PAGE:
I didn’t particularly care for yoga or those that practiced it. In my opinion the typical yogi or yogini could best be exemplified by my old college roommate Chloe and step grandmother, Virginia. Chloe was beautiful, married rich and looked amazing in her Lululemon pants. Yet the only yoga pose she ever practiced was a forward fold when she was trying on shoes at Nordstrom’s. My step-grammy, on the other hand, was stuck in the counterrevolution of the sixties. She preached free love, women’s liberation and spent way too much time in her transparent white leggings. Her favorite pose was snow plow but only if she had a predominately male audience.
Admittedly, my knowledge of yoga was limited but that didn’t stop me from dismissing all yoga practitioners as phony and pretentious. These two women were definitely polar opposites but they were both classic examples of posers, yoga posers.
I had no desire to try yoga but it found me anyway. It didn’t knock politely on the front door of my intolerance. Instead it snuck through the back door of my people-pleasing issues and inability to say no. Stratton had just opened a brand new yoga studio and yoga was quickly becoming one of the most popular non-snow activities at the resort. The consultant for the new studio was also a yoga teacher and we would meet occasionally to discuss employee involvement with our health & wellness initiative. One afternoon she mentioned that she was having trouble finding someone to help with class check-in. Before I could stop myself I said “I’ll do it!” in my best please be my friend, people-pleasing voice. Not one to pass up on free labor she gave me my schedule.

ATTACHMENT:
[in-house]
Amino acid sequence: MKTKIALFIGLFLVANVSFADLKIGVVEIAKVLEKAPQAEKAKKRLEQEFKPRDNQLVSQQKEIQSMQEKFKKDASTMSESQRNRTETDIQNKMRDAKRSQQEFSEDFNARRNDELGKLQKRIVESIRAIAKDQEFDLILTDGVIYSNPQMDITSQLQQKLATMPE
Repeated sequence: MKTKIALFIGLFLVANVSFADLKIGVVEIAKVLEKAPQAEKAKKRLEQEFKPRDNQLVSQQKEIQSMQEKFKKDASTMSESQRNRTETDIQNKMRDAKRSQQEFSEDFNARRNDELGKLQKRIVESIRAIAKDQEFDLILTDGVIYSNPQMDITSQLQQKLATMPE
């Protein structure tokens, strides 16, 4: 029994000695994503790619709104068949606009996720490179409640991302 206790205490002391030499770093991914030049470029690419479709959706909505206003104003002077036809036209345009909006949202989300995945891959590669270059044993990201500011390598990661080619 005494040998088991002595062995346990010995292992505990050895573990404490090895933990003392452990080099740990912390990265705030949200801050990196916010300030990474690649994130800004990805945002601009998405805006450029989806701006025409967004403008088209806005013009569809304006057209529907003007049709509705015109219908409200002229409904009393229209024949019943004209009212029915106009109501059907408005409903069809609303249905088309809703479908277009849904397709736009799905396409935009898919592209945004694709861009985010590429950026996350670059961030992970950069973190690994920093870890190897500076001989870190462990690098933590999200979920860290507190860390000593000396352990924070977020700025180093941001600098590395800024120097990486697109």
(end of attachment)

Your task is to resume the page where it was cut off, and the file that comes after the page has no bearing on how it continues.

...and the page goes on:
I woke up with a migraine on the day of my first shift. I debated long and hard about calling in sick but people- pleasers don’t call in on their first day. With a long sigh I ripped off the tags of my new yoga pants and went to the studio. I was allowed to join the class after everyone was checked in so against my better judgment and rapidly increasing head pain I unrolled a mat, stood there in my socks and figured how hard could yoga be anyway?